• templates CLICK TO DOWNLOAD (print at 100%, no scaling)
  • fat quarter – 18″ x 22″ cotton canvas for lining (I use an unbleached 9 oz. weight cotton canvas from my local Joanns, it’s perfect for showcasing all your pretty pencils and pens!)
  • 6″ x 18″ main print (canvas/denim/twill)
  • 6″ x 12″ accent fabric¬†(canvas/denim/twill)
  • 1/4 yard fusible woven interfacing (I prefer Pellon SF101 which is 20″ wide)
  • zipper pull (optional) available here and here

Note about materials: If you choose to substitute a different fabric type than suggested, you may need additional interfacing for desired structure. Just sayin’.

Canvas Pencil Pouch Tutorial - Noodlehead

All seam allowances 1/2″ unless otherwise noted. Seam allowance included in template.
RST=Right Sides Together, WST=Wrong Sides Together

Approx. finished size: 3 1/4″ tall x 10 1/2″ wide x 1 1/2″ deep


(1) Main, (1 Main reversed)
(1) Accent, (1 Accent reversed)
(2) lining
(2) fusible woven interfacing – using lining template

A note on cutting: Because you’ll want the color blocking to reflect on each side of the zipper, make sure you cut the exterior pieces accordingly (reversed as directed), they’ll look like this:

Canvas Pencil Pouch Tutorial - Noodlehead

*my exterior pieces in the following steps are shown without interfacing so as to hopefully better show the process.

Piece the exterior

  1. Start by sewing the exterior together by placing the main print and accent fabric RST and sewing using a 1/4″ seam allowance. Press seam to one side and topstitch. Fuse woven interfacing to wrong side.
    Canvas Pencil Pouch Tutorial - Noodlehead
  2. Canvas Pencil Pouch Tutorial - NoodleheadRepeat to assemble remaining exterior panel.Canvas Pencil Pouch Tutorial - Noodlehead

Prepare the zipper

  1. Bend zipper ends in place and sew (at both the pull side and end stop side).

    Canvas Pencil Pouch Tutorial - Noodlehead

    View from wrong side of zipper.

    Canvas Pencil Pouch Tutorial - Noodlehead

    View from right side of zipper.

Attach zipper

  1. With assembled exterior panel right side up, center zipper right side facing down (zipper pull at left) along top edge. Pin in place.Canvas Pencil Pouch Tutorial - Noodlehead
  2. Place one lining piece, right side down on top. Pin in place. Using your zipper foot, sew along top edge using a 1/4″ seam allowance.Canvas Pencil Pouch Tutorial - Noodlehead
  3. Press exterior panel away from zipper and topstitch along zipper using an 1/8″ seam allowance.Canvas Pencil Pouch Tutorial - Noodlehead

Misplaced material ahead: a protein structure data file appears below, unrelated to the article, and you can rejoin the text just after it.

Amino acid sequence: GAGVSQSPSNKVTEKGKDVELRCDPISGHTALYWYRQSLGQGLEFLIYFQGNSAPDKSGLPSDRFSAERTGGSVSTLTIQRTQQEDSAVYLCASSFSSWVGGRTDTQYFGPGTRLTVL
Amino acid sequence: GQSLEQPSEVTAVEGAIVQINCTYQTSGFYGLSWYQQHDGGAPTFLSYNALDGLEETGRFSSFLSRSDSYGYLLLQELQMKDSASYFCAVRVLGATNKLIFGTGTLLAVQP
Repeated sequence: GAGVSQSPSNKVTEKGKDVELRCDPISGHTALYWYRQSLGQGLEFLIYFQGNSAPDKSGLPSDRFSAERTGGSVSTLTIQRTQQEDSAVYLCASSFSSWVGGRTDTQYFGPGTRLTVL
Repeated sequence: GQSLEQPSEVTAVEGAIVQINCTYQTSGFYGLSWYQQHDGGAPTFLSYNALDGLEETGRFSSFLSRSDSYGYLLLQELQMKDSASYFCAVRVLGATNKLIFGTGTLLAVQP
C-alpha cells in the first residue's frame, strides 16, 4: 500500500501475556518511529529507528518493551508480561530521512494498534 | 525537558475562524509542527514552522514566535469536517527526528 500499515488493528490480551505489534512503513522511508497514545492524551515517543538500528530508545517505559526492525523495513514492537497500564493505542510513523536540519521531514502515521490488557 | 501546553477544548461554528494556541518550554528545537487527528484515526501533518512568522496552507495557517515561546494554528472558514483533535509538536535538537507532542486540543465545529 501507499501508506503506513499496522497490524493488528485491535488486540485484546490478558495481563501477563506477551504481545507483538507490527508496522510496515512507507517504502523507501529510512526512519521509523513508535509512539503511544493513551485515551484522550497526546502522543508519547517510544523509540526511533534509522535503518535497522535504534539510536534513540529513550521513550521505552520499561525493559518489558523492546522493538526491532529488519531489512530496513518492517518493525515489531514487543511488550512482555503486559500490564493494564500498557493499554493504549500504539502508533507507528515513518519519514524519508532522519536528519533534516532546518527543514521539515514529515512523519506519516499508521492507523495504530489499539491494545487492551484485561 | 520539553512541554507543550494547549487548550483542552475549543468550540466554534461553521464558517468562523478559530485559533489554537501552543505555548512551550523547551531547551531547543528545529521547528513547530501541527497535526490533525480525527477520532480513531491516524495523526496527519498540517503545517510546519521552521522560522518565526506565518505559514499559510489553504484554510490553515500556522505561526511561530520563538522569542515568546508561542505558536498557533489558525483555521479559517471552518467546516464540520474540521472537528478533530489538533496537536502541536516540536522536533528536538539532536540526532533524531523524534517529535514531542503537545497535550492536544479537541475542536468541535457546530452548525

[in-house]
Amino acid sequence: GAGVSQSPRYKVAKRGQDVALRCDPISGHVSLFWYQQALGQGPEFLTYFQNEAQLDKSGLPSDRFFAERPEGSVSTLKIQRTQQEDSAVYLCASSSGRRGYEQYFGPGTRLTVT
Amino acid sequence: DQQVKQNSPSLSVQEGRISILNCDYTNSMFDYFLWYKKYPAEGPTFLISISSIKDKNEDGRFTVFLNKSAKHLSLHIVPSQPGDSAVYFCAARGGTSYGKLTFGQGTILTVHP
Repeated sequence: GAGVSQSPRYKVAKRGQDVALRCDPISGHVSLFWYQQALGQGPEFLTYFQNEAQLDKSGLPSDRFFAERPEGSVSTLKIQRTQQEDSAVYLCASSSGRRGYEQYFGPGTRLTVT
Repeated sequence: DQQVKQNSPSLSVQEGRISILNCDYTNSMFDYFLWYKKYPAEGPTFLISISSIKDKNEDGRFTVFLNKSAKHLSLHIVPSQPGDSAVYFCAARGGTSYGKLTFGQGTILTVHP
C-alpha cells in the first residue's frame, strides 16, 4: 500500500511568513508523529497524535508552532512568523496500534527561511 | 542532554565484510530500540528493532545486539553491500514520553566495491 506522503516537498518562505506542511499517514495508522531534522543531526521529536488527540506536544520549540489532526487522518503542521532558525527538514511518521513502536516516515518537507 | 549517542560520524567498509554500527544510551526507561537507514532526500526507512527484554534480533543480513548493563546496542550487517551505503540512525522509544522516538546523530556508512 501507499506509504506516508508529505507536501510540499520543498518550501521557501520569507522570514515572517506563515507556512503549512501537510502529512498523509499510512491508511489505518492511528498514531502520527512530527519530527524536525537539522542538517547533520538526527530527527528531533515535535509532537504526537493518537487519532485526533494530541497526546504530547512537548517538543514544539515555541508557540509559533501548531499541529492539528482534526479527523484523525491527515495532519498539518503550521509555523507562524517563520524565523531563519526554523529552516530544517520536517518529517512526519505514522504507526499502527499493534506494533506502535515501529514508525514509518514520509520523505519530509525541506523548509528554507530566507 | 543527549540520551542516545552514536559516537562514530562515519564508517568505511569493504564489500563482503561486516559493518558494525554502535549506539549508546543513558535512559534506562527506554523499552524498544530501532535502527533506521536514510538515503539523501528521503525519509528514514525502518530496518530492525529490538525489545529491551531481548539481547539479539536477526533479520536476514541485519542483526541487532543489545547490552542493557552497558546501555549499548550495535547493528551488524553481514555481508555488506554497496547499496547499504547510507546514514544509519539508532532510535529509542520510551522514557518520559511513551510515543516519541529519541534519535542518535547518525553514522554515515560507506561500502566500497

4. Position exterior panel and lining panel WST. Press away from zipper.Canvas Pencil Pouch Tutorial - Noodlehead
  5. Repeat 1-4 to attach remaining exterior panel and lining panel to remaining zipper side. This time placing zipper pull at right. Make sure your exterior panel seams match up at the same location as best you can.Canvas Pencil Pouch Tutorial - NoodleheadCanvas Pencil Pouch Tutorial - NoodleheadCanvas Pencil Pouch Tutorial - Noodlehead

Complete Pouch

  1. Open zipper halfway!!!
  2. Position exterior panels RST and pin along sides and bottom. Position lining pieces RST and pin along sides and bottom. Be sure that you place pins at the intersections of where the lining meets the exterior on each side of the pouch.Canvas Pencil Pouch Tutorial - Noodlehead
  3. Sew around perimeter of exterior and lining¬†leaving a 4″ opening at the bottom of the lining.
  4. Press seam allowance open. If desired, trim lining seam allowance to 1/4″ except at opening.Canvas Pencil Pouch Tutorial - Noodlehead
  5. Reach inside the pouch and wiggle the zipper open fully.
  6. Box corners by pinching one bottom seam to match its corresponding side seam. Sew. Repeat for remaining 3 corners.Canvas Pencil Pouch Tutorial - NoodleheadCanvas Pencil Pouch Tutorial - NoodleheadCanvas Pencil Pouch Tutorial - Noodlehead
  7. Turn pouch right side out through opening in lining.
  8. Sew opening in lining closed (by machine or by hand)
  9. Push lining into exterior and press along zipper edge. Tip: To get the pouch corners crisp, use your fingers to squeeze the seam allowance together at the side seam when the zipper is fully open. Use a chop stick or other dull instrument to poke out the corner on the metal end stop side. Canvas Pencil Pouch Tutorial - Noodlehead

I hope you enjoy making some pencil pouches! They make such fun teacher gifts and of course my kids love theirs. If you want extra credit these would be an awesome companion to a Wool + Wax Tote. I also wanted to point out that this is just one way to install a zipper or make a pouch, believe me when I say there are many many more options! Check out my other tutorials and¬†patterns if you’re interested in¬†working with zippers or love to make pouches.

Canvas Pencil Pouch Tutorial - Noodlehead


How to Install a Turn Lock

How to Install a Turn Lock - Noodlehead

Hi everyone! Today I’m sharing a video of how to install a turn lock! Nothing fancy, but I hope it’ll help and give you a little more confidence when installing a turn lock for the first time. In the video I use a few supplies that I’ll list here:

  • turn lock (screw version¬†is my favorite or pronged version)
  • a¬†couple small scraps of fusible woven interfacing (Pellon SF101)
  • small scrap of ultra firm¬†single-side fusible interfacing (Pellon 71F)
  • chalk pencil
  • sharp scissors
  • leather punch (optional)
  • seam ripper

Click here to watch the video!

I hope this will be helpful and that you feel comfortable installing a turn lock. The tote I featured in this tutorial as well as the picture above is the large size of my Explorer Tote Pattern (below is a pic of the small size).

Let me know in the comments below if you have any questions. Thanks for stopping by! ūüôā

How to Install a Turn Lock - Noodlehead